MODESTO, Calif. — The biggest-ever almond harvest in California’s Central Valley has started amid yet more evidence that the nuts can help keep people healthy.
The study was published in the June issue of Nutrition, Metabolism & Cardiovascular Diseases by Karen Jaceldo-Siegl of Loma Linda University and her colleagues.
A key point is that the study participants who boosted their almond intake “were not counseled to reduce their intake of other foods,” said Jenny Heap, manager of healthprofessional marketing for the Almond Board of California, in an e-mail Tuesday.
The Modesto, Calif.-based board urges people to eat an ounce of almonds a day — about 23 nuts. Its marketing efforts have helped boost consumption of a food that used to have a reputation as a fatty indulgence.
Many studies have suggested various health benefits for almonds and walnuts, both major crops in the Northern San Joaquin Valley.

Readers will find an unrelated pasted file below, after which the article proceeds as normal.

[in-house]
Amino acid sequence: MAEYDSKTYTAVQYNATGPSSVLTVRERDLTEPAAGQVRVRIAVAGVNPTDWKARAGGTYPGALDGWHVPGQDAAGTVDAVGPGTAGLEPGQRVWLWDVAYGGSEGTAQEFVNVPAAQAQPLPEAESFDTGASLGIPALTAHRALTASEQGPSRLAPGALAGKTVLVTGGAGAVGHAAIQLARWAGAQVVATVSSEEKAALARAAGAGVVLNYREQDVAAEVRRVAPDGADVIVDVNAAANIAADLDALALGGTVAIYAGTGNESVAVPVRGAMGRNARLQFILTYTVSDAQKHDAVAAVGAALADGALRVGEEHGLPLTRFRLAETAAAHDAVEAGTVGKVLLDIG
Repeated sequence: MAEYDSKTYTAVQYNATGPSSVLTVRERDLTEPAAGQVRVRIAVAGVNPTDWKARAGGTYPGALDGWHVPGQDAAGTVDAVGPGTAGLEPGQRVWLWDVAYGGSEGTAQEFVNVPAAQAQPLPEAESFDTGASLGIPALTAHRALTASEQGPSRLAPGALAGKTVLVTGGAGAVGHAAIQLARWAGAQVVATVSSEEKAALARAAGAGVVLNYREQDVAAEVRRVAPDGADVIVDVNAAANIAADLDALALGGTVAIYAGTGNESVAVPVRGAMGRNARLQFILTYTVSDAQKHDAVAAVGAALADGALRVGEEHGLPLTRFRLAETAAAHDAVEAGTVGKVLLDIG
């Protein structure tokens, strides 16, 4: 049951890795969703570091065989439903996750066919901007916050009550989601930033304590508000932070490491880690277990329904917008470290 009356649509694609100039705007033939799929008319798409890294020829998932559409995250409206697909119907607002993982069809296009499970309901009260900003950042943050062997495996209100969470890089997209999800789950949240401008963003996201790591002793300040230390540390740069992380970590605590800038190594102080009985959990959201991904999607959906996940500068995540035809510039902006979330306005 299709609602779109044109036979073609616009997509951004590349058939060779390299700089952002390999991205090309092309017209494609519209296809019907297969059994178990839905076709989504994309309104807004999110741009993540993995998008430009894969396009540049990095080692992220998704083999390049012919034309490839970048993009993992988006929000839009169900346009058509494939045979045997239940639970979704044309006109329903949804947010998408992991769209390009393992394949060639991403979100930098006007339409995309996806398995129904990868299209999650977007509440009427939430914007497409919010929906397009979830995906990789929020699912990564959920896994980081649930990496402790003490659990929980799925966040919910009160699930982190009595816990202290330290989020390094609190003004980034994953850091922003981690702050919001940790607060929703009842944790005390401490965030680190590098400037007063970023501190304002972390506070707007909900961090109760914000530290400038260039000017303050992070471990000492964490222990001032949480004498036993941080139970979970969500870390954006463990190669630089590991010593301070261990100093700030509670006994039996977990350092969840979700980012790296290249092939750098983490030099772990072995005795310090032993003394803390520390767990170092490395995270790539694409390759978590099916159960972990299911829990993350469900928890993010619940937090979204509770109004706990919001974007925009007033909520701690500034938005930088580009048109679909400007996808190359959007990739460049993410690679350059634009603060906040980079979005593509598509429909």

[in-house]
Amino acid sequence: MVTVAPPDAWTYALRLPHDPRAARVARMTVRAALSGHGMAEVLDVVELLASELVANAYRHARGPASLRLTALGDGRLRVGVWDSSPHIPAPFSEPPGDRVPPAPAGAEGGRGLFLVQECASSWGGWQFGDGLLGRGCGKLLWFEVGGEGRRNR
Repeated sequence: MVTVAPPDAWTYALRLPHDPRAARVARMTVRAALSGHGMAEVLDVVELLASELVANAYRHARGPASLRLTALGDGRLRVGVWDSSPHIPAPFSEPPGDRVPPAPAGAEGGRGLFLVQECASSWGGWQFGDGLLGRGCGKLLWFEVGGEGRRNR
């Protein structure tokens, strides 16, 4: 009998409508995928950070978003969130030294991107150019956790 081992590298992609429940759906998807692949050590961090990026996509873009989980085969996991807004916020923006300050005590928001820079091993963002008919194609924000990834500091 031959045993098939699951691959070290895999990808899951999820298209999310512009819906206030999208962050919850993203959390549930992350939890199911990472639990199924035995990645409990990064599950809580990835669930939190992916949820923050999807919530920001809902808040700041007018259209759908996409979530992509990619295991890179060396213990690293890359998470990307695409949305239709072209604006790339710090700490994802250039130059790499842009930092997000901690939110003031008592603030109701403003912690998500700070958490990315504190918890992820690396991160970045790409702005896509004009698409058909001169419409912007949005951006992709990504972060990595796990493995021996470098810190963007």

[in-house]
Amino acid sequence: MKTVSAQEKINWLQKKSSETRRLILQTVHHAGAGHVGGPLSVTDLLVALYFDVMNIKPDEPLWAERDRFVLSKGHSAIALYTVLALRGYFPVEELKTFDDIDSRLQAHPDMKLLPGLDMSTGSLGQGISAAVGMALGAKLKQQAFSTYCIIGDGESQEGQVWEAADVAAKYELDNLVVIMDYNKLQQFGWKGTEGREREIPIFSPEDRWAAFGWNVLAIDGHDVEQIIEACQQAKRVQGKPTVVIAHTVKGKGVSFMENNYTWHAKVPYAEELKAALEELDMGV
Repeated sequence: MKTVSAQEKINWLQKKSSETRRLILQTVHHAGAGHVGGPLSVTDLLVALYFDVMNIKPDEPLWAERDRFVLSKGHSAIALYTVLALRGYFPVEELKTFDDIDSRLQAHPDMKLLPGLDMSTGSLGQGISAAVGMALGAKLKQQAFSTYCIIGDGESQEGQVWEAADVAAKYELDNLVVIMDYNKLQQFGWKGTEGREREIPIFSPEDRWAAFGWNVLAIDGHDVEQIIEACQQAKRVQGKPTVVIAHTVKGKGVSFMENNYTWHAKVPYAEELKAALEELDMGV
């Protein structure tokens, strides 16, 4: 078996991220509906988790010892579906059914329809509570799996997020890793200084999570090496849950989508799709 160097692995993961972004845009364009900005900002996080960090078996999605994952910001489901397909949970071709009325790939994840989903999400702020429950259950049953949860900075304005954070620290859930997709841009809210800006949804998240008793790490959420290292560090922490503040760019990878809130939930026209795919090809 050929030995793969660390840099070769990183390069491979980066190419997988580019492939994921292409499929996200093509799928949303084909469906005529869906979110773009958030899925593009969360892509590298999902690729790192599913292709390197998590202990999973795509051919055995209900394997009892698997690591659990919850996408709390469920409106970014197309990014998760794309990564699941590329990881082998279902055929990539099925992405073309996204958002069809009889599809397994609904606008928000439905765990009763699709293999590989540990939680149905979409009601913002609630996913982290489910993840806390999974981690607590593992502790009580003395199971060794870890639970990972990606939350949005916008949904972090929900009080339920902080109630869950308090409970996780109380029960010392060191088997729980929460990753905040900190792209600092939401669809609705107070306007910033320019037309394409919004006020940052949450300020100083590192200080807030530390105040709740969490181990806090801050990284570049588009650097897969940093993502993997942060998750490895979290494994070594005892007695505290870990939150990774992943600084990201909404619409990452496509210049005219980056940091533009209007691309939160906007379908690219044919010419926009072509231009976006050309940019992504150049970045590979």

“The healthy choices made at each occasion, on each day, impact a person’s weight over time,” said Karen Lapsley, chief science officer for the Almond Board, in a news release. “For this reason, it is important that more long-term research be conducted to examine what those choices should be.”
California’s 2011 almond crop has been projected at 1.95 billion pounds by the U.S. Department of Agriculture. The state produces more than 80 percent of the world’s supply.
The estimate is 19 percent higher than the record harvest of 1.64 billion pounds last year. This year’s bumper crop has happened despite wet, cold weather during pollination in February and at later stages through spring.
The harvest is a little late but is going well, said Dave Baker, director of member relations for Blue Diamond Growers. The Sacramento-based cooperative has a processing plant in Salida, Calif.
He said the weather has been favorable for most of the summer, and there is no rain in the forecast as fall approaches.
“Hopefully, we’ll get them out of the field before we get into any inclement weather,” Baker said.